If anything, they work even better slamming through dry, rocky creek beds (probably the hardest thing I do to them) while still feeling more plush over rocky two track. That tune up just made them work better all around. IIRC, the total cost with new springs was around $350.

    It was worth every penny to me. I haven't felt a need to touch the clickers. Whatever Corey did, the settings he told me to use match my riding very well.
    #30
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  11. rcers

    rcers Adventurer

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    Having springs put in next week then I will set sag and put clickers to manuals comfort settings. If that’s not a major improvement then will have them valved. I know 20 psi is way to much in the dirt but not sure I can trust much less than that on a paved twisty at 40+ Mph? Do others run less on pavement at those speeds?
    I plan on putting the rim locks on and balancing as soon as I burn thru the stock tires. Then maybe I will drop a couple more psi??
    #31
  12. Grreatdog

    Grreatdog Long timer Supporter

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    20 doesn't sound out of line to me. I run 15-20 front (usually 18 but depends on the tire) and 15 rear all the time. I have been at those numbers across three KTM's and over a decade of riding them.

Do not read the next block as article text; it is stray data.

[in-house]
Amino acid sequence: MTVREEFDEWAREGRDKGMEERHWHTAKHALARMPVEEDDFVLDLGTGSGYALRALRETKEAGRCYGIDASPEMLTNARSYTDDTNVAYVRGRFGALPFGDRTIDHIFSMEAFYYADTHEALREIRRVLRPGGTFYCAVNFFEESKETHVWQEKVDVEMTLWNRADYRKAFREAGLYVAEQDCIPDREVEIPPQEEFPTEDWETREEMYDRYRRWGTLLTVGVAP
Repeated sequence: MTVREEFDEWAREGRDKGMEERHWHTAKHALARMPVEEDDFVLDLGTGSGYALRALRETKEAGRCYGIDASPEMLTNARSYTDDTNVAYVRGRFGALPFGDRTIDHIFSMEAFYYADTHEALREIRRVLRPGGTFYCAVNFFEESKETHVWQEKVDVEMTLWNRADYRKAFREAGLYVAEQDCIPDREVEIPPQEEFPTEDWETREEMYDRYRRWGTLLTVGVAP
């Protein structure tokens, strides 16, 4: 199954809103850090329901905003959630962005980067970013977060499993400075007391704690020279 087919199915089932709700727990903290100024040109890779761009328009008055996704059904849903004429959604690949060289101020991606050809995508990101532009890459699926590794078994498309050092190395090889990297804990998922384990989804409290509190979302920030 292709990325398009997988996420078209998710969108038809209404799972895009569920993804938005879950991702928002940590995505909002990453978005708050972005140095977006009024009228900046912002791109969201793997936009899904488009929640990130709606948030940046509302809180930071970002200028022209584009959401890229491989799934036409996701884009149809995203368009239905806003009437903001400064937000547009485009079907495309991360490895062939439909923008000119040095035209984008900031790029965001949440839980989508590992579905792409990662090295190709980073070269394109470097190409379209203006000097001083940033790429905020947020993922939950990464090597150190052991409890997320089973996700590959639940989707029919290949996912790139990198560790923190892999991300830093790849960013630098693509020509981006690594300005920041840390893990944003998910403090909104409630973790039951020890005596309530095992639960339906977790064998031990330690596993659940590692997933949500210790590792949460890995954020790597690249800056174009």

I don't like dicking around with air pressure between surfaces and that has always been a good compromise between street handling, soft terrain traction, and preventing rock pinch flats.
    #32
  13. rcers

    rcers Adventurer

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    I run as low as 4-5 psi rear with Bridgestone UHD tubes,2 rim locks,gummy tires on my 300xcw. Usually 7-8 psi front,UHD tube and 1 rim lock on Enduro like dual sport rides with excellent results. But,I’m also running full knobs and not pushing it on pavement. I want the 500 exc-f to be a fun, light weight, more exciting replacement for my DR650. I love my DR but it just doesn’t get the adrenaline flowing. I’ve ridden off road my entire life but the ADV kinda riding and setup is new to me. Thx for everyone’s input. Keep it coming.
    #33
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  14. Sidehil